An intimate and imperial feminism: Meliscent Shephard and the regulation of prostitution in colonial India
Legg, Stephen An intimate and imperial feminism: Meliscent Shephard and the regulation of prostitution in colonial India. Environment and Planning D: Society and Space, 28 (1). pp. 68-94. ISSN 0263-7758
Official URL: http://www.envplan.com/abstract.cgi?id=d10507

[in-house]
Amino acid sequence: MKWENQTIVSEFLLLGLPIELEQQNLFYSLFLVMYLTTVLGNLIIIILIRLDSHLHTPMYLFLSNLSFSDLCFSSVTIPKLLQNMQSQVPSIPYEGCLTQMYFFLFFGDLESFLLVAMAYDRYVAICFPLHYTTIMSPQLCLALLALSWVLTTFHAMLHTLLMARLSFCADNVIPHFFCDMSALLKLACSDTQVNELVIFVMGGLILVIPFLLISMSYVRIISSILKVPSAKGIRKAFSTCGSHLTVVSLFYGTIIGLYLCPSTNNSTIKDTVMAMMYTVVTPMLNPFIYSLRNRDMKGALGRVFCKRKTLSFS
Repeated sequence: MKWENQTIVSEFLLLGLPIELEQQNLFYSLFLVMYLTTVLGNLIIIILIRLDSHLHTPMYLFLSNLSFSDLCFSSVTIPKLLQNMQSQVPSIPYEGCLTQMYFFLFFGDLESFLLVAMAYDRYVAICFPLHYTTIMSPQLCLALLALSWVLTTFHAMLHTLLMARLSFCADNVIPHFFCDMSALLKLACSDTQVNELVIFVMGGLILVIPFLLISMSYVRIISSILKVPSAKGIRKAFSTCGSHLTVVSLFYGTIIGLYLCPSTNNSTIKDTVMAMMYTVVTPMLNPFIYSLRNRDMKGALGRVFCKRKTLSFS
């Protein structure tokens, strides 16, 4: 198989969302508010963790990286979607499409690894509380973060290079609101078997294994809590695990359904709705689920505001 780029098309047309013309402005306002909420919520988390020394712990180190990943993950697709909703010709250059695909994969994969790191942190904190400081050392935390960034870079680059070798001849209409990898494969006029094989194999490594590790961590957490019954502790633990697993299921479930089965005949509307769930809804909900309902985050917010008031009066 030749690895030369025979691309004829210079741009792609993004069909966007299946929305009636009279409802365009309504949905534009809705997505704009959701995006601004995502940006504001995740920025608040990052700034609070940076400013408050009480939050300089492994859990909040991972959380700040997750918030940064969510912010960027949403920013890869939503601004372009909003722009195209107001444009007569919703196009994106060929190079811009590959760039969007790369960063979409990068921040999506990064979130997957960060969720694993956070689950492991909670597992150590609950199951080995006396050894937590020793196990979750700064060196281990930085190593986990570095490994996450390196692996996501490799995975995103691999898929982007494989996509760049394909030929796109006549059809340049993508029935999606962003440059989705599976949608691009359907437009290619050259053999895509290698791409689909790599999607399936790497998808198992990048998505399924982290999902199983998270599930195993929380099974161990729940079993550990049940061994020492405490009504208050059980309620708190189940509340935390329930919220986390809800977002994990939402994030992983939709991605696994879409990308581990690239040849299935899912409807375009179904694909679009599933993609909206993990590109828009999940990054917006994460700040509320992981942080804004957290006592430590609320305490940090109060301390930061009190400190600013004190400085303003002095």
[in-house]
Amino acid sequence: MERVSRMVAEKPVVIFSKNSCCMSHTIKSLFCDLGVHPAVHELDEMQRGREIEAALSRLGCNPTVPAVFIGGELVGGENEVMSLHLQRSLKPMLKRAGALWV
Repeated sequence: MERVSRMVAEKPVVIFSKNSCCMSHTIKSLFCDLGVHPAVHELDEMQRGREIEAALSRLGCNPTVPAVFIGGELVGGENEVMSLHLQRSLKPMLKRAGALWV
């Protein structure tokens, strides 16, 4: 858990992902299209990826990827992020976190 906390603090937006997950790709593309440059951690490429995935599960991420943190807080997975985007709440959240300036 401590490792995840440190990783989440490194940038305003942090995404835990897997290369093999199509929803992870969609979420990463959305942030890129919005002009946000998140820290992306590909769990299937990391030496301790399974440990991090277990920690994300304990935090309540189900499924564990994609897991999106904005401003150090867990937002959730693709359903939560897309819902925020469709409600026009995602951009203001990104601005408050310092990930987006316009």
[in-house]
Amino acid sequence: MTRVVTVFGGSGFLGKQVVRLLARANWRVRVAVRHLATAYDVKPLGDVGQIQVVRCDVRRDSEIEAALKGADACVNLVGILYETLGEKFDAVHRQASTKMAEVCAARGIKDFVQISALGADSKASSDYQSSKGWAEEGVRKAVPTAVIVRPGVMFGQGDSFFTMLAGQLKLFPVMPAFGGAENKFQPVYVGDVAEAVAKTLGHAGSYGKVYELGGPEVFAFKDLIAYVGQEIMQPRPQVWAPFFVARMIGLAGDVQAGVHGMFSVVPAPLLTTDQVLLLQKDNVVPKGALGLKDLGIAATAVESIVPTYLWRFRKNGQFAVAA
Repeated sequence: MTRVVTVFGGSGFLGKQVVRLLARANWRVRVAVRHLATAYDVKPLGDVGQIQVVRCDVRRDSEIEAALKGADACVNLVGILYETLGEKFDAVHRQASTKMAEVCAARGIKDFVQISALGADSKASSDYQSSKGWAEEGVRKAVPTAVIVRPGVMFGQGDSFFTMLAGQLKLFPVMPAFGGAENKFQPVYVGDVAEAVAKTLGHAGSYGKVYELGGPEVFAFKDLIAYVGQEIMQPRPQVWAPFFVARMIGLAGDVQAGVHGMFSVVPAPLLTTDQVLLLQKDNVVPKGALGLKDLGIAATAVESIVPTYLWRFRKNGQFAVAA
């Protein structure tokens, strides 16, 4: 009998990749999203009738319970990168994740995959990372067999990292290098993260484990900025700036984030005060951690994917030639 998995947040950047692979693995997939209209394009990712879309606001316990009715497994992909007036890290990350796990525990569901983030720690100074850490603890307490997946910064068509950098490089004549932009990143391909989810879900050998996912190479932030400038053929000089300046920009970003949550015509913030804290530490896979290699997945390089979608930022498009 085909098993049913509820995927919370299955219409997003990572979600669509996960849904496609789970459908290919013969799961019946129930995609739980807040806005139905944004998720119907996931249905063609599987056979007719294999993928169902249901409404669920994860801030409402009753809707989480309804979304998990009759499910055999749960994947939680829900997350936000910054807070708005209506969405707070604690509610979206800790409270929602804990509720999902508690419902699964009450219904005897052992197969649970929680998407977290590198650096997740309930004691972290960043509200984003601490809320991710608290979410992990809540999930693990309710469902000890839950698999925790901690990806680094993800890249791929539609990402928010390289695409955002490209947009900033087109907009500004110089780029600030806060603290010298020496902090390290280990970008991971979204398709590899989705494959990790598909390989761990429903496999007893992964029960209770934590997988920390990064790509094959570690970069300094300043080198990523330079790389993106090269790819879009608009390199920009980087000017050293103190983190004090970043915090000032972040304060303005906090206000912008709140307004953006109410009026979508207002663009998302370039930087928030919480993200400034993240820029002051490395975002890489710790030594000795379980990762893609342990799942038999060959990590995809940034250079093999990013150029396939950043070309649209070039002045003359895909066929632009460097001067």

This paper seeks to construct an antinostalgic portrait of an imperial feminist. As the representative of the Association for Moral and Social Hygiene (AMSH) in India between 1928 and 1947, Meliscent Shephard was an embodiment not only of the feminist urge to challenge patriarchal gender relations, but also of the imperialist urge to classify and fathom the world through a series of racist typologies. Despite an earlier belief that blame for the exploitation of prostitutes lay with the colonial state and economy, she later fell back on explanations based on notions of Indian society and religion. Operating in a period of heightened anticolonial nationalism, these latter views thwarted any hope of her forging successful connections with emergent Indian social reform groups. This failure to cultivate intimate relations with Indian colleagues marks a failure at the level of national and racial politics. Shephard did, however, cultivate an intimate relationship with correspondents at the AMSH in London, while her experiences of the sexual geographies of Indian cities provided a form of intimate interaction that would inspire her mission to close down tolerated brothels. As such, this paper marks an empirical engagement with the intimate frontiers at which the affective grid of colonial politics was marked out.
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